December 4, 2008
CORNUCOPIA, Wisconsin – December 3 – Many media outlets, from the New York Times to the blogosphere, have tracked what has been dubbed the “corporate takeover” of organic farming. One of the hottest controversies in this rapidly growing $20 billion industry has been giant factory farms milking thousands of cows each in feedlots and masquerading as organic. Some of these industrial dairies are controlled by the nation’s largest agribusinesses.
Since the organic community first appealed to the USDA for better clarification and enforcement of regulations requiring organic dairy producers to graze their cattle, nearly 9 years ago, the number of giant industrial dairy operations, with as many as 10,000 cows, has grown from two to approximately 15. After years of delay, the USDA has finally responded with a new proposed rule that they said would crack down on abuses.
- A d v e r t i s e m e n t
“The birds have come home to roost,” said Mark Kastel, Senior Farm Policy Analyst for The Cornucopia Institute. The Wisconsin-based farm policy research group estimates there are 35,000 to 45,000 cows on giant CAFOs (concentrated animal feeding operations) operating in the United States producing as much as 40% of the nation’s organic milk supply.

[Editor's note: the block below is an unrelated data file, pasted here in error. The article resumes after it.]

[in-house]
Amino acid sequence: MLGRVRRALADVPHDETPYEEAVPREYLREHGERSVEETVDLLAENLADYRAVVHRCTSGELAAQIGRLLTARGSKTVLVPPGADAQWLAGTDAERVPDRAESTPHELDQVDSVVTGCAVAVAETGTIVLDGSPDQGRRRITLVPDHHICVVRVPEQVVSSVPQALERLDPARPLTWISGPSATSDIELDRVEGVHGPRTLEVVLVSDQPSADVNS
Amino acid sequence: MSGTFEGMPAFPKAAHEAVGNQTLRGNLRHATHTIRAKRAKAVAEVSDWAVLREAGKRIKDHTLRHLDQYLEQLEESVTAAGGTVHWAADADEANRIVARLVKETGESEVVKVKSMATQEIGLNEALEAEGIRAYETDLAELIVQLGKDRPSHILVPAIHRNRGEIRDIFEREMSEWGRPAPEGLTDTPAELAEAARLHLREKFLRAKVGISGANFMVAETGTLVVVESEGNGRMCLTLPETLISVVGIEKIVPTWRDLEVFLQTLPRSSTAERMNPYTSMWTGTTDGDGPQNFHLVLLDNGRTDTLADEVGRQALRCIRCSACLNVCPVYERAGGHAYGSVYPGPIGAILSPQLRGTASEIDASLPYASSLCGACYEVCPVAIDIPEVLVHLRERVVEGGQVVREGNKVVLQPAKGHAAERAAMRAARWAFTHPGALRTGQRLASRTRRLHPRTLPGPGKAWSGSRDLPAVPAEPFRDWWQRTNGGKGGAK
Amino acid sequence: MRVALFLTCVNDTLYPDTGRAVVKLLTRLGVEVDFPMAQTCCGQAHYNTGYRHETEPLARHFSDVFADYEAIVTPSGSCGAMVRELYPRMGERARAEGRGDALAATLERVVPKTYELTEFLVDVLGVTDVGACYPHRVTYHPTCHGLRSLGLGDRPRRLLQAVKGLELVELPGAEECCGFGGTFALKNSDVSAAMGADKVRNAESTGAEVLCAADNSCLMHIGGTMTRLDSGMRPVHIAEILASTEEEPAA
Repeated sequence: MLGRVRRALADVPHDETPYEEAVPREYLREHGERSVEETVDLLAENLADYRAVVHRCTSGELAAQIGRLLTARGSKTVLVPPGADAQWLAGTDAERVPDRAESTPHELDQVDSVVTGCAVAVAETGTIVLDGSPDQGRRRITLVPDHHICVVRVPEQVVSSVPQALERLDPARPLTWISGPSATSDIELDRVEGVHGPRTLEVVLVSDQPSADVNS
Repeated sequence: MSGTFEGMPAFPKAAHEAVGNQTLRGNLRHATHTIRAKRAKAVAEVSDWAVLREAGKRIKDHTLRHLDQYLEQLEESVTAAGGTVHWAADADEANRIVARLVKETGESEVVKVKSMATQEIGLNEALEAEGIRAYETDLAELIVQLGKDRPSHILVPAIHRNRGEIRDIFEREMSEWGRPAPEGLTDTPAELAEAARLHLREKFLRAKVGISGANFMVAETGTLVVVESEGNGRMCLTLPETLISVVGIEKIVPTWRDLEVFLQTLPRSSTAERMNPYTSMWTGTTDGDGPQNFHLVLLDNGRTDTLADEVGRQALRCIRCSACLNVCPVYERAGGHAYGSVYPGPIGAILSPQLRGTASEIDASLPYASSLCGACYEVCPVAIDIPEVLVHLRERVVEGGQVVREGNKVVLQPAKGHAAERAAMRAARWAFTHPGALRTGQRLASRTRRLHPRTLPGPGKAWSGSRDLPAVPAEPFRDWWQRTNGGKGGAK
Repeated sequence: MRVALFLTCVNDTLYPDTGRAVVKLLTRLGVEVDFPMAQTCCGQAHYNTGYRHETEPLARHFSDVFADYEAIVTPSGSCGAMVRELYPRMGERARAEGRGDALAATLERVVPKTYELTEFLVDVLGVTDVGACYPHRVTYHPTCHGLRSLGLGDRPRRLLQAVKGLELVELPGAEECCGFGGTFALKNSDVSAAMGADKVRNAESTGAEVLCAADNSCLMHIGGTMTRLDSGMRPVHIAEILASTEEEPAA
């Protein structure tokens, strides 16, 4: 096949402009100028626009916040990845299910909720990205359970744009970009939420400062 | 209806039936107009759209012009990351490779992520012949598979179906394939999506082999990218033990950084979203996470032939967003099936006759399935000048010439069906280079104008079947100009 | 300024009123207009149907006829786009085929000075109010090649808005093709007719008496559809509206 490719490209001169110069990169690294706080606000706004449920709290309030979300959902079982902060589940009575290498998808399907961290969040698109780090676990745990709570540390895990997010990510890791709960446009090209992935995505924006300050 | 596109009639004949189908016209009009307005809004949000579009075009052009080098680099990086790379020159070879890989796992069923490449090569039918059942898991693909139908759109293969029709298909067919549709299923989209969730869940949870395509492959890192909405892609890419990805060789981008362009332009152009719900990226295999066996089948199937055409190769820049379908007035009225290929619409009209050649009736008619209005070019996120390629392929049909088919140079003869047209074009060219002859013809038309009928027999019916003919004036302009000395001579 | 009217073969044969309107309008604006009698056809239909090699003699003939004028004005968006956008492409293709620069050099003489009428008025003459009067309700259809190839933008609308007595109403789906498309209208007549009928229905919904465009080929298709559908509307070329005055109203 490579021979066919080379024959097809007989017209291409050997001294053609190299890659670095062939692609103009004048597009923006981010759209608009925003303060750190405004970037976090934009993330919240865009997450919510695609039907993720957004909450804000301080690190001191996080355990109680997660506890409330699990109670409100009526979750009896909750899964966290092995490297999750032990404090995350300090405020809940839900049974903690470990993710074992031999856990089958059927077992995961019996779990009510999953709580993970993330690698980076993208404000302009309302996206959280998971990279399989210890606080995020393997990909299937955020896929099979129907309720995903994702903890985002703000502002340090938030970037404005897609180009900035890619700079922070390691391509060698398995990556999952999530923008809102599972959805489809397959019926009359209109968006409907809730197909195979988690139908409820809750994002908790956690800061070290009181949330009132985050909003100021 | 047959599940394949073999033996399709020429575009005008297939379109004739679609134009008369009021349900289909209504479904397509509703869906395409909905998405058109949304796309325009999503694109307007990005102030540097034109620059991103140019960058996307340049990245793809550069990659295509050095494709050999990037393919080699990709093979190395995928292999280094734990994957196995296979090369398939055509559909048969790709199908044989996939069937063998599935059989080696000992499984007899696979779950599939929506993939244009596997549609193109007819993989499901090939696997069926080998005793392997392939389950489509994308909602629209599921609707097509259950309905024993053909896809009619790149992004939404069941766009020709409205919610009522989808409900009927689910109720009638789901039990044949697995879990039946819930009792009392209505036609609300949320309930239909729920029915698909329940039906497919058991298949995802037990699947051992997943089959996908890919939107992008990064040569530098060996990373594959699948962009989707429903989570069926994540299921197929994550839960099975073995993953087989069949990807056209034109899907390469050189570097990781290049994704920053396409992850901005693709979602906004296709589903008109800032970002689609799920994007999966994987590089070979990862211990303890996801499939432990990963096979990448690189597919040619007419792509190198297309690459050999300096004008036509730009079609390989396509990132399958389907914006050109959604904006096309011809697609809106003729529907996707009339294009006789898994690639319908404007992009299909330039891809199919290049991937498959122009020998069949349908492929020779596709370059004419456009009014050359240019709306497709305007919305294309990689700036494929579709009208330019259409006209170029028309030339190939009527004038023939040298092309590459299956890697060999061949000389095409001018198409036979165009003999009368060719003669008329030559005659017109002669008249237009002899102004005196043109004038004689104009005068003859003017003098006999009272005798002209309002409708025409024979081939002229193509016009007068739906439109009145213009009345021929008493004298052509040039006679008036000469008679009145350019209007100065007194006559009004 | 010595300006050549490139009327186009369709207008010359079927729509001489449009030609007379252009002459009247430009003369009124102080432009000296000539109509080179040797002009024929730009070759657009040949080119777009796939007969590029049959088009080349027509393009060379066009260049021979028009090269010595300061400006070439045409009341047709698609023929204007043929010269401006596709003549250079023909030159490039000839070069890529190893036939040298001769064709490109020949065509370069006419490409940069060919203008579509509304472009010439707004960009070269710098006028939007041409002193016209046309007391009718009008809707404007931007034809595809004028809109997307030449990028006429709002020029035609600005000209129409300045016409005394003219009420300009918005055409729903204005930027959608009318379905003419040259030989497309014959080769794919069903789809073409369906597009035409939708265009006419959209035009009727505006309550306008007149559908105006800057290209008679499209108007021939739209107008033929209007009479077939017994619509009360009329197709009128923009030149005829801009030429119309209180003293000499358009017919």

“These CAFOs are producing so much milk that they have depressed pricing and profit margins for organic family farmers, and now some are being forced out of business by this distressing situation,” Kastel said. “Organics was supposed to be the antidote to family farmers being forced off the land.”
The Cornucopia Institute has filed formal legal complaints with the USDA aimed at compelling the agency to enforce organic livestock and management rules. These actions have led to the shut down or penalizing of some of what they call “organic scofflaws.” But many in the industry criticized the agency for failing to fully investigate many other alleged violations on giant farms, including several that supply milk to the nation’s largest dairy processor, Dallas-based Dean Foods.